There follows a series of firefights that quickly switch from room to room between larger open brawls and strained battles. It's not particularly difficult or long, but it skillfully performs a bite-sized rendition of the formula that Bungie has perfected since Halo: Combat Evolved .
They are briefly bombarded by enemy fighters. Friendly planes shadow you in the distance. A short Warthog sequence gives you the opportunity to drive or shoot the big, clunky tower. It all ends in a tense and potentially deadly close combat with two Zealots leading the ever-frightening Energy Sword. The Zealots are smart enough to hide when they try to distance themselves but can kill you with one swipe. You are forced into a cat and mouse game in which it is unclear which role you fill.
Both missions follow a common mission formula and serve the same purpose. But where Destiny stumbles out the gate Halo: Reach begins strong. Winter Contingency offers more variety, more challenges and better story beats than The Dark Within.
Bungie has been trying to improve Destiny's missions, but despite the five years that have passed, the problems remain the same. Diversity, if attempted, is introduced by cumbersome, obvious mechanics. Sometimes you have to pick up a ball. Or move something. Or wait until a sign drops off.
However, none of these increases your heart rate, as Destiny 2 still relies heavily on linear spaces and predictable waves of enemies that sometimes have respawns on them. Even so, Destiny's campaign missions are not difficult. The real challenge is reserved for Nightfall Strikes and Raids, both activities that a new player can not access without investing ten hours in the game.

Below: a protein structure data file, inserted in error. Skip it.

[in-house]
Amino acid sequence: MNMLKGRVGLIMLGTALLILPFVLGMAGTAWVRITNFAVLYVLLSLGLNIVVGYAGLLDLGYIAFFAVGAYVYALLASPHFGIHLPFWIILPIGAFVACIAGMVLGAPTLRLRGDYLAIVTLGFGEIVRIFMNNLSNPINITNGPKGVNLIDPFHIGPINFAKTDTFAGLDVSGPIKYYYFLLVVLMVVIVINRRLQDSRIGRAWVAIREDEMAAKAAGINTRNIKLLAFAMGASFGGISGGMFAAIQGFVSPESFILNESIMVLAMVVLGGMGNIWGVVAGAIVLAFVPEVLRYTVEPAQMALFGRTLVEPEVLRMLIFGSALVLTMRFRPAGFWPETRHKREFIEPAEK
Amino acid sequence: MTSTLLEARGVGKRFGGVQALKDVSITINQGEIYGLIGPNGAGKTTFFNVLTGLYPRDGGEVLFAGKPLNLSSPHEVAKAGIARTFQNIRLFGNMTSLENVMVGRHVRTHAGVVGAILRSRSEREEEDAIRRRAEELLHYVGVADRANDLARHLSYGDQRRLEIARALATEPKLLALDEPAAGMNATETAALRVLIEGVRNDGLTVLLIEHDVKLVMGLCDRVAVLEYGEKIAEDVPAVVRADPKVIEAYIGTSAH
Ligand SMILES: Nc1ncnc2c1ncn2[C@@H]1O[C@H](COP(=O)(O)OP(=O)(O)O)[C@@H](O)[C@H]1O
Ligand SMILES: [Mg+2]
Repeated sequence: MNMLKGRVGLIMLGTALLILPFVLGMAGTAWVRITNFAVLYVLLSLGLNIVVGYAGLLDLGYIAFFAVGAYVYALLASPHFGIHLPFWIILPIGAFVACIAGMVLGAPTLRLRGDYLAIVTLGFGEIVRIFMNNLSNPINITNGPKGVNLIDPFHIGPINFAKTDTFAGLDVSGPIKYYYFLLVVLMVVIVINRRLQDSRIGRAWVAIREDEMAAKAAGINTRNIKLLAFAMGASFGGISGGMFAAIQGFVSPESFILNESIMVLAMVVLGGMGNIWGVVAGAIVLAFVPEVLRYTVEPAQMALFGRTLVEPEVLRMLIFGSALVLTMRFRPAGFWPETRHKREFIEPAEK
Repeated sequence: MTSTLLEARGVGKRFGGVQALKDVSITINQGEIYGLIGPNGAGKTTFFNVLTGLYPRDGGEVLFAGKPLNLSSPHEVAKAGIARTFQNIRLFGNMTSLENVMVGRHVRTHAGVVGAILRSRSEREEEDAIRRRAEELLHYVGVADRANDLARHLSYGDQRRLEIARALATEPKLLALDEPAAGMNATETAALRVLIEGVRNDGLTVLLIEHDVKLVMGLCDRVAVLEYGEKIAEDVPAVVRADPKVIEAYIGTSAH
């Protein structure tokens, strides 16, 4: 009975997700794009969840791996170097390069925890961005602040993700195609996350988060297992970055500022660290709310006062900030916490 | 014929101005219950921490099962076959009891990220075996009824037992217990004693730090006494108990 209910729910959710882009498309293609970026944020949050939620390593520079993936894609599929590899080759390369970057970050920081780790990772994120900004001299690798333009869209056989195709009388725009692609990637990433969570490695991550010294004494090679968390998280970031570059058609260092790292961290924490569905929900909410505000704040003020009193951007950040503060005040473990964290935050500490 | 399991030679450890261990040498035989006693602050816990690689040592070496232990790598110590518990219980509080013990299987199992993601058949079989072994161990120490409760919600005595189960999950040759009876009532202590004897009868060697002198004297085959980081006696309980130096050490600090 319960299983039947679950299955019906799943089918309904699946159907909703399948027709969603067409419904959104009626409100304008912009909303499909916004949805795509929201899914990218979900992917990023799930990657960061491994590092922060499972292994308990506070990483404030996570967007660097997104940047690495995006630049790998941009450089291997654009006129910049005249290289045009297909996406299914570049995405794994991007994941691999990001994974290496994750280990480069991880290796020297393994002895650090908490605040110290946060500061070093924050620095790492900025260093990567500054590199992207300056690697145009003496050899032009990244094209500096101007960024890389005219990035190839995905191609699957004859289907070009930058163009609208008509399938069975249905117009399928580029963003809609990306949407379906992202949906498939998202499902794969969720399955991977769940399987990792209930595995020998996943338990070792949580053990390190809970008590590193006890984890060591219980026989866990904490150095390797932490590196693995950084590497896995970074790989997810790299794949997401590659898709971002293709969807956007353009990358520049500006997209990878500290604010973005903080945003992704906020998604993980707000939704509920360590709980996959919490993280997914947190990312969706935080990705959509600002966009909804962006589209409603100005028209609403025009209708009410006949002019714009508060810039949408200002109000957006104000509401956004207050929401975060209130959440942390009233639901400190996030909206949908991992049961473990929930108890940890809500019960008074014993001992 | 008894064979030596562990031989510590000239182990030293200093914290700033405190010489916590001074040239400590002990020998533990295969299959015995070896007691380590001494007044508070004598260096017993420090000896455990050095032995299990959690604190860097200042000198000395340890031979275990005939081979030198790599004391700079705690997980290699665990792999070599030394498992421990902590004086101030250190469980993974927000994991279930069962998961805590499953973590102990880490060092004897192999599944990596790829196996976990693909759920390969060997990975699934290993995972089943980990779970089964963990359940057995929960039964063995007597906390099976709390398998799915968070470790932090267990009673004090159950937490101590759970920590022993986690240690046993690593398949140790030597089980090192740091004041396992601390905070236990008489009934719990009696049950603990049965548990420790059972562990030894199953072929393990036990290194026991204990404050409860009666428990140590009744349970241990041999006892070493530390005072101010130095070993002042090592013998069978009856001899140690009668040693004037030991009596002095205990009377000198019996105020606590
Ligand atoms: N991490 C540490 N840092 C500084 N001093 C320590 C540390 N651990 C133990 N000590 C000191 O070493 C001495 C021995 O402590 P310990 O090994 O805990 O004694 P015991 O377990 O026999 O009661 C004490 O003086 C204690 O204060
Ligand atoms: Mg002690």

It's all part of Bungie's plan
Destiny's failure to reach the heights of Halo: Reach and that of the Halo franchise as a whole are no incompetence. Bungie recalls the formula that made Halo: Reach an instant classic, and has tried to repeat it in Destiny . However, the formula remains unchanged since Destiny is another franchise in a different genre with different goals.
Halo: Reach had a campaign with one goal: to deliver an outstanding single-player experience. Players could revisit it on a higher difficulty level, but Bungie knew that many would not. Halo's famous multiplayer is a separate and independent experience. The campaign, which lasted only 10 hours at a leisurely pace, had to impress the players on their own.
Destiny just has to be fun enough. The real goal is the binding of the players. Bungie needs players who come back again and again. Moment-to-moment gameplay is a kind of progressive window dressing that keeps players coming back. This treadmill has all the experience, no matter which mode you play. The treadmill is the real game.
I do not begrudge Destiny . I'm stepping up through the famously long campaign of Final Fantasy XIV: A Reborn Empire so I'm done. Give me numbers with a way to get them up and I can entertain myself.
Even so, my weekend with Halo: Reach was a wonderful, hard reminder of the rigid profits of games in the past decade. Destiny 2 is bigger, louder and more attractive than anything else in the Halo series. A new player loading Destiny 2 faces a pile of #content today that can outlive any end-to-end halo game.
But when I think of fun – the moment-by-moment joy of interweaving a complex, varied, historic mission – Halo: Reach is a generation above all what Bungie has since made.